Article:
Introductory Note from Guest Editor Bia Labate, Ph.D.

Bia Labate

MAPS Bulletin Spring 2019: Vol. 29, No. 1

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As MDMA and psilocybin have recently received FDA breakthrough therapy designation for the treatment of PTSD and depression, and we advance towards regulation and mainstreaming of psychedelics, we are especially happy to present this MAPS Bulletin Special Edition, “Women and Psychedelics.” Unfortunately, women’s role in the field of psychedelic science, and in psychedelic culture in general, has been historically severely diminished and misrepresented. Women have frequently been central to clinical experiments and to healing as therapists, sitters, and caretakers in diverse contexts, but often have not figured as authors of research papers, or had their presence even acknowledged.  However,  the winds of change are in motion.

We are proud to unite here an amazing group of female researchers, therapists, healers, community leaders, and drug reform activists to help rewrite this narrative and call our attention to the need to reshape gender balance in the field of psychedelics. This edition covers an array of relevant topics in psychedelic science and culture, such as the role of women in ceremonial practices of indigenous traditions; the hidden history of women in early psychedelic research; women’s leadership in the drug reform movement, in training and integration programs, and in initiating community-based harm reduction initiatives. Contributors also reflect on the influence of the therapist’s gender in MDMA-assisted psychotherapy and the special needs of women, transgender people and gender-diverse populations in psychedelic healing. They argue that psychedelic-assisted therapy has incredible potential for the treatment of these populations.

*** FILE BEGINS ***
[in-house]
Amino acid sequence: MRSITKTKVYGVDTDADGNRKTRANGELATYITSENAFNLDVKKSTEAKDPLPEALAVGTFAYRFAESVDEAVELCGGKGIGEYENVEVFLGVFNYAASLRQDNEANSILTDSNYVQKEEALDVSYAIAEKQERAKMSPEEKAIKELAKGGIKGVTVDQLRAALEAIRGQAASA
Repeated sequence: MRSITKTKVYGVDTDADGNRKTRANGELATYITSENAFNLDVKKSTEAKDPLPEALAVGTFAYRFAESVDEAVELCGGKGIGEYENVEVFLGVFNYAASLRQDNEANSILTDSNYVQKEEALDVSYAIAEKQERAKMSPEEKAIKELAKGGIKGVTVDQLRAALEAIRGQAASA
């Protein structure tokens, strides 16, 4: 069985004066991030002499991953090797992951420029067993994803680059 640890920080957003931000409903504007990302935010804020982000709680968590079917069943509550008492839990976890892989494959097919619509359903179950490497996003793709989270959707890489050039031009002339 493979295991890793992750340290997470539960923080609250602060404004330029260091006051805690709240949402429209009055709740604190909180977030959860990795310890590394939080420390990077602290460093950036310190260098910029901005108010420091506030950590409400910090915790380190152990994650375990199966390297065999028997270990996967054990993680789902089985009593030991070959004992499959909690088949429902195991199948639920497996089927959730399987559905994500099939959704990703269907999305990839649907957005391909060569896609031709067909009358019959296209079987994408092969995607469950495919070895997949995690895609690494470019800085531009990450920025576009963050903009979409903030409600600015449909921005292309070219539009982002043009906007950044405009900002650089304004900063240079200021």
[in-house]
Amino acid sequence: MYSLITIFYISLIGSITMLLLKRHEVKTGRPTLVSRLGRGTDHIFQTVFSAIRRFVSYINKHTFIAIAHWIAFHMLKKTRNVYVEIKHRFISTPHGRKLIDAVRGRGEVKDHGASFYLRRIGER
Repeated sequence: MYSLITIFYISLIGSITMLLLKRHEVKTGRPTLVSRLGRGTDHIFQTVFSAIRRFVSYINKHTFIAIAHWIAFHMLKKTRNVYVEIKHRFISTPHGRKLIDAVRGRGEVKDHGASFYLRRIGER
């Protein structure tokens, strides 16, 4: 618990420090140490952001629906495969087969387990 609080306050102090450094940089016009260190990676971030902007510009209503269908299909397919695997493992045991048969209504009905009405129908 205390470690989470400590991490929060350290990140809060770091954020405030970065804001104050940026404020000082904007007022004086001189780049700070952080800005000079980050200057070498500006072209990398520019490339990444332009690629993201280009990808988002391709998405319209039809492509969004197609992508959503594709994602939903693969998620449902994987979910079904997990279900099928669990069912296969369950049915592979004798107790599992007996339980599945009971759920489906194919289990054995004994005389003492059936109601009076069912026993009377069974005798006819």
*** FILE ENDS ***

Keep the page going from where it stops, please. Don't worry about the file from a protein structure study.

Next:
This special edition presents MAPS’ pioneering and unique MDMA-assisted psychotherapy code of ethics, and further expands into ethical considerations for psychedelic work with women. This publication also risks navigating into controversial waters, addressing other topics generally left off the menu, such as sexual abuse, consent, accountability, and community building in the underground field of psychedelics. Finally, equity and access for people of color to psychedelic medicines is included; first step solutions to address health disparities are offered. We hope that this edition contributes to making both psychedelic therapy and underground psychedelic communities safer for women, genderqueer individuals, and people of color. We also hope that this effort helps honor our special contribution as women, and recognize the feminine as essential to the health, welfare, and spirituality of our communities. In sum, if you want to know more about what women bring to the field of psychedelic science that has been missing, read on and find out!

Bia Labate

Bia Labate, Ph.D.

Public Education and Culture Specialist, MAPS